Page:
Sunday, August 28, 2016
Renowned Taos painter Walt Gonske has one of the world’s great smiles. Seems to me it's especially radiant when he's being fawned over by a six-foot blonde named Ginny. She's playing the dude like a freaking double bass.They met precisely 9.58 seconds before this shot and connected so fast I needed a 2000th of a second shutter speed to stop the action.
That’s his Praying Mantis Romeo on the flip side.
Sunday, August 21, 2016
The human face is an endless source of inspiration. The case can be made that absolutely every face deserves some facetime. So it’s a wonder that I don’t do more candid portraits. My photographer friends and I frequently talk about ways to extract more dinero from our photographic habits because trying to make money from so called “fine art” photography tilts with some serious windmills. Quixotic in a word. When pressed to say what commercial path I would take if so inclined I always answer "portraiture" since it draws me so.
I'm something of specialist as you can see. All of these folks are on the other side of young like me. And my apparent sub-specialty is white facial hair.
Sunday, August 14, 2016
|Two dudes taking pictures of a dude taking a picture of two dudes. John on your left and Steve on the right.|
At the Mortenson Ranch south of Santa Fe Steve Bundy, John Farnsworth and I convened for National Day of the Cowboy. I doubt that anybody had a shot list. I know I didn’t. I did have in the back of my mind to get some action shots or more precisely to stop some action with a fast shutter, a shallow depth of field, a fairly high ISO or some combination thereof. My results were decidedly mixed as even 2000th of a second didn’t always freeze the action. Still trying to figure that out.
The cowboy camp was held to benefit Listening Horse, an organization offering therapeutic riding for folks with a host of needs. There were three events including Barrel Racing, Mounted Shooting and Argentine Polo. Here in the above order are one of each.
|Mounted shooting. Note fragments of balloon just left of the cone.|
|Argentine Polo. Follow the yellow ball.|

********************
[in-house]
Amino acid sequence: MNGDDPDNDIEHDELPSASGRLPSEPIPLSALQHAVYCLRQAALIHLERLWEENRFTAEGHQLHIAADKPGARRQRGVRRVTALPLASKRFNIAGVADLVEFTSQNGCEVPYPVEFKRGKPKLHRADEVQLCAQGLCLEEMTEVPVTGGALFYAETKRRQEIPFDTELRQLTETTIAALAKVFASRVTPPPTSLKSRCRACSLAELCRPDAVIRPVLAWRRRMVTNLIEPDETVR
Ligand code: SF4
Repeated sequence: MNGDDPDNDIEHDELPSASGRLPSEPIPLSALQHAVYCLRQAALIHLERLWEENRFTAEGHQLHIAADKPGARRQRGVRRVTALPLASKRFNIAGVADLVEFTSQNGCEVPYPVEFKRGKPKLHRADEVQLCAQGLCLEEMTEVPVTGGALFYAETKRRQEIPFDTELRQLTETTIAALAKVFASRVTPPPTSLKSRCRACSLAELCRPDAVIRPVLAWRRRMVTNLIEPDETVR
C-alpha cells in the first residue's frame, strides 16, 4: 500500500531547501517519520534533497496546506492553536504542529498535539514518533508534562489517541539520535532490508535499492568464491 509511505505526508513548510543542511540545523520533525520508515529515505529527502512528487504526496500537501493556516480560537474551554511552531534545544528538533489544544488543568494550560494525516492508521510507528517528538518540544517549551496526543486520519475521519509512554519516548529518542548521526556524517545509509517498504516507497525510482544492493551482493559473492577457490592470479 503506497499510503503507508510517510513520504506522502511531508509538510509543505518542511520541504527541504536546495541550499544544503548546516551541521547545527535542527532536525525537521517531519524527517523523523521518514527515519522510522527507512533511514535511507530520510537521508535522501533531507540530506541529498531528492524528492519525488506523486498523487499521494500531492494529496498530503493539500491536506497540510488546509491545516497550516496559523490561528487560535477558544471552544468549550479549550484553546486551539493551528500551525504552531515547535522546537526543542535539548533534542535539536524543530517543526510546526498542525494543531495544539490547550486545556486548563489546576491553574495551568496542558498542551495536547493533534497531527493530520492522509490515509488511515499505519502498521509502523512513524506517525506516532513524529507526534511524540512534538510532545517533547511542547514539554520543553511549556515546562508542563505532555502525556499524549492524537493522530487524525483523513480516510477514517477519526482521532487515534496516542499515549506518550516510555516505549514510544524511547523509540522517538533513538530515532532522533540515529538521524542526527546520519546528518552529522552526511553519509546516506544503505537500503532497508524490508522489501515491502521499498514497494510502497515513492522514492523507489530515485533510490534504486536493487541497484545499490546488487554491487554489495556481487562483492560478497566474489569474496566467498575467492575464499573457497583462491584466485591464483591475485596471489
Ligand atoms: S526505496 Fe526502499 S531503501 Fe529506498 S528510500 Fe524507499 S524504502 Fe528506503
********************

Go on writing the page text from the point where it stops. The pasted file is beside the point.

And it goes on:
Followed by some rope magic.
|I actually learned how to do this in LA when I was about nine.|
Next week head shots from the ranch.
Sunday, August 07, 2016
|Mural on the Clyfford Still Museum, Denver.|
This glowering portrait of artist Clyfford Still might well be from a Howard Hecht film noir. His emotionless face and the angry descriptor to his left called for the cool black and white treatment and then some applied noise to give it a newsprint sensibility.
Still was an early Abstract Expressionist among whose post-war contemporaries were Willem de Kooning, Robert Motherwell, Jackson Pollock and Mark Rothko. He was the first among them to discard recognizable subject matter and to employ great fields of color, later described as Color Field painting, to explore existential conflicts and grand themes such as creation, life and death. Of his work Still said, “they are life and death merging in fearful union.” This struggle was expressed through vertical forms that soar through his paintings and described by Still as “the vertical necessity of life.”
The artist was a prickly character who disdained the New York art scene, ignored criticism and who assiduously controlled how is work was marketed, collected and shown. He died his own man in Maryland in 1980.
Sunday, July 31, 2016
Some people say I do my best work in dark alleys so it’s only natural that I’d pick one to get from 18th Street to 17th Street in downtown Denver. From the multi-pane windows of an early 20th century parking a rich glow leant a painterly effect to the grimy stone walls.
Sunday, July 24, 2016
After two weeks stuck at the house waiting for a new roof to be installed I had a virulent case of cabin fever and decided to drive to Denver Friday. The trip was exhilarating and tiring at the same time. I stuffed as much into those 32 hours as I could.
I needed to absorb some city energy and Denver's booming downtown proved to be just the ticket. Since our January trip to LA I've had cityscapes on my mind; zoomy metal and glass piercing the sky, contrasting eras fighting for air space and psychedelic reflections that seem to vibrate in the panes.
Sunday, July 17, 2016
|Butternut Squash, Studies and Abstractions, East Conway, NH, October 2, 2003|
Google tells me that I've made 500 blog posts over the last ten years. My records show 470 so we can agree on two things: it's a lot and I can't count. My first post was in 2006 but I only did a handful. Then in 2009 I got after it and haven't missed a post since. Topped out at 74 a couple of years when I was an undisciplined young man.
For this post I want to do something to recognize your endurance. It can't have been easy.
Here beginning with "Butternut Squash" above, it's the one I think of as the seminal image in my return to photography, are a few oh so carefully chosen photographs that trace my ascendancy from a total novice I was to the total novice I am today.
The captions tell the tale. You'll find the title, the name of the series of which the image was the first and location and date. I hope you'll click on the image in your email notice so you can see each one full size. As always your comments are most appreciated. Thanks for watching.
|Vanishing Point, At the Edge of What's Left, Pine Ridge Reservation, SD, July 23, 2004|
|John Snyder, Monumental Heads, North Conway, NH, September 8, 2004|
|Silent Running, The Fog Series, Putney, VT, October 2, 2005|
|Bicyclists, Street Series, Munich, Germany, March 29, 2006|
|Sagrado Corazon, Divine Light, Peñasco, NM, August 1, 2006|
|Brush Strokes, The Fog Series, Taos, NM, December 4, 2007|
|Found Art, Found Art Series, Rinconada, NM, March 7, 2008|
|Cuba and Perros, The Last Shepherd, Taos Plateau, NM, December 26, 2011|
|Vielle Ferme, Baudinard sur Verdon, France, September 23, 2012|